I initially had in mind to call the addLines() function through the Google Chrome Devtools console directly... But I soon realised I am not an expert with Devtools and couldn't figure out a proper way of doing it, especially because I wanted to call this function without breakpointing anywhere.

My laziness led me to investigate another path a dirty one but one that works: How about modifying the JavaScript code directly from the web browser and have this patched version of the code deal with the pixel injection?

So, I downloaded the original 2-XXXXXXX.js file locally and located the line where I needed to inject pixels in the n array: after while(u--); and before this.addLines(n)},.

[...]do{n.push({x:e,y:t,colour:r,width:1,height:1}),e+=c,t+=h}while(u--);

n.push({x:50,y:50,colour:"ff0000",width:1,height:1});
n.push({x:51,y:50,colour:"00ff00",width:1,height:1});
n.push({x:50,y:51,colour:"0000ff",width:1,height:1});
n.push({x:51,y:51,colour:"421337",width:1,height:1});

this.addLines(n)},n.isHittingBoard=function(e){return[...]

The above code will simply push four different pixels at their respective locations and colours once the user clicks to draw something on the screen using the PixelSV pencil.

Now, it is only a matter of replacing the original code with this patched version.

One extension you can use to achieve this on Google Chrome is Netify. It's not a perfect tool and it has its own limitations, but it does the job. There are, of course, other tools you can use, such as Burp to intercept the server responses, or quite possibly you can also modify the JavaScript code stored locally directly through Chrome Devtools (but I'm not sure how).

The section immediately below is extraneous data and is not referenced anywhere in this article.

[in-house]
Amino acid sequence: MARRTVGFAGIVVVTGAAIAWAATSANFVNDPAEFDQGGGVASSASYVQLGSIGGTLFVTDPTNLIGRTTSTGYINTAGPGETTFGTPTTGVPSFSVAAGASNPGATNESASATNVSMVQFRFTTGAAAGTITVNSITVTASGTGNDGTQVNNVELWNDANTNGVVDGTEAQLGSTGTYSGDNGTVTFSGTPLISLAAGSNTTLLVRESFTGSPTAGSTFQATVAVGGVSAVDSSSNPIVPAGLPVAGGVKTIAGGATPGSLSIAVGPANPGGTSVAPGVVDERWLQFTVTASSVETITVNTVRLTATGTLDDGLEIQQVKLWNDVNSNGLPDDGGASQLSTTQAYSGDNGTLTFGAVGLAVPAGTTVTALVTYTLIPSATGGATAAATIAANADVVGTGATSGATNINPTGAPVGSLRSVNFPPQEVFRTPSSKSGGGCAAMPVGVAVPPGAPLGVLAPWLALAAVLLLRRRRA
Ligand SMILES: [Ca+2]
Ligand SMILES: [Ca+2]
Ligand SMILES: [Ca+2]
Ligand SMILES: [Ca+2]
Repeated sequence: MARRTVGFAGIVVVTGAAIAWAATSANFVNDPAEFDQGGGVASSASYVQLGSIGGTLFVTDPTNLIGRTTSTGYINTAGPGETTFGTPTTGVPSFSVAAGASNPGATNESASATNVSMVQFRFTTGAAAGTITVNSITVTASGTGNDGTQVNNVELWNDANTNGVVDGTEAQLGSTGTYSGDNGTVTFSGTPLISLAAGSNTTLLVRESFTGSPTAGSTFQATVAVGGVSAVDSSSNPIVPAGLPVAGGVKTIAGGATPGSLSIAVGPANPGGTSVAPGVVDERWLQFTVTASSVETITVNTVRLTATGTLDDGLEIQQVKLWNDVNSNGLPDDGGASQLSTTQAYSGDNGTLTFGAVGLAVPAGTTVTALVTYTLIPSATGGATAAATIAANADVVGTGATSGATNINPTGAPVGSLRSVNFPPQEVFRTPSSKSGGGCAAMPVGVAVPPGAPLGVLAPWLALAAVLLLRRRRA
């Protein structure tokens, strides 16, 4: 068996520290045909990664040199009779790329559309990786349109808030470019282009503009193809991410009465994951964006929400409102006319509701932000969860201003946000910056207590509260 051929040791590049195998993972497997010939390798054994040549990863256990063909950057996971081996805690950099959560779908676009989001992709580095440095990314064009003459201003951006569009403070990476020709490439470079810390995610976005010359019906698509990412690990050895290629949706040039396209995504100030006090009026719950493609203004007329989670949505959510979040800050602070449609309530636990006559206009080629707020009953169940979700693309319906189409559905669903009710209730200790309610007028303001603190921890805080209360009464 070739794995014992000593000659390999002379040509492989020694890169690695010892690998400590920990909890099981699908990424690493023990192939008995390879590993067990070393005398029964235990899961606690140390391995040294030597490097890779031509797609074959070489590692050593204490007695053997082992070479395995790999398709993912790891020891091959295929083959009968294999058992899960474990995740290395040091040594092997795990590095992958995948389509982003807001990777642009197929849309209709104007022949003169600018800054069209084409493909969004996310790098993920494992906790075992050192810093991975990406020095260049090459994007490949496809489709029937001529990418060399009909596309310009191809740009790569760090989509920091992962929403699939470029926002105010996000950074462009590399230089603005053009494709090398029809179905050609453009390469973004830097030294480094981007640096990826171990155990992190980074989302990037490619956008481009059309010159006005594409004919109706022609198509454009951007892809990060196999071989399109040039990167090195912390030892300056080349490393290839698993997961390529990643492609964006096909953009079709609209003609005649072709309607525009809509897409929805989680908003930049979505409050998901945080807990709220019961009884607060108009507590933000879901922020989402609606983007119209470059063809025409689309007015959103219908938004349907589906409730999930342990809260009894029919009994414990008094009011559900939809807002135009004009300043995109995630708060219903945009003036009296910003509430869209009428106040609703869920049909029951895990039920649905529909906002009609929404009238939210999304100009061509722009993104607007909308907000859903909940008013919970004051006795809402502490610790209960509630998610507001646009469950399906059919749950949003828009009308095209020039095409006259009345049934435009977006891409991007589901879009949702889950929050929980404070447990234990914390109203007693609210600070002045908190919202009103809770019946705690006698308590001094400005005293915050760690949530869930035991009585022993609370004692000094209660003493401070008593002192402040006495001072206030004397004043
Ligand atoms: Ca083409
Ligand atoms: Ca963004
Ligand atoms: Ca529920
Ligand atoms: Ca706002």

Once Netify has been instructed to replace the server response of that specific 2-XXXXXXX.js file with your own patched version, you simply have to enable it and reload the page (ensure to flush the local cache if necessary). Then click anywhere on the drawing using the pencil icon and Ta-dah! Your four pixels have appeared in addition to the white one you just drew.

Scripting all the things

Drawing four pixels is fine, but what about an entire picture? Well, it is just a matter of creating a script that will enumerate the pixels of the picture, their location and their colours and  ensure to format the output as n.push instructions.

I have created this simple Python script that does the job:

#!/usr/bin/env python2.7
#--------------------------------#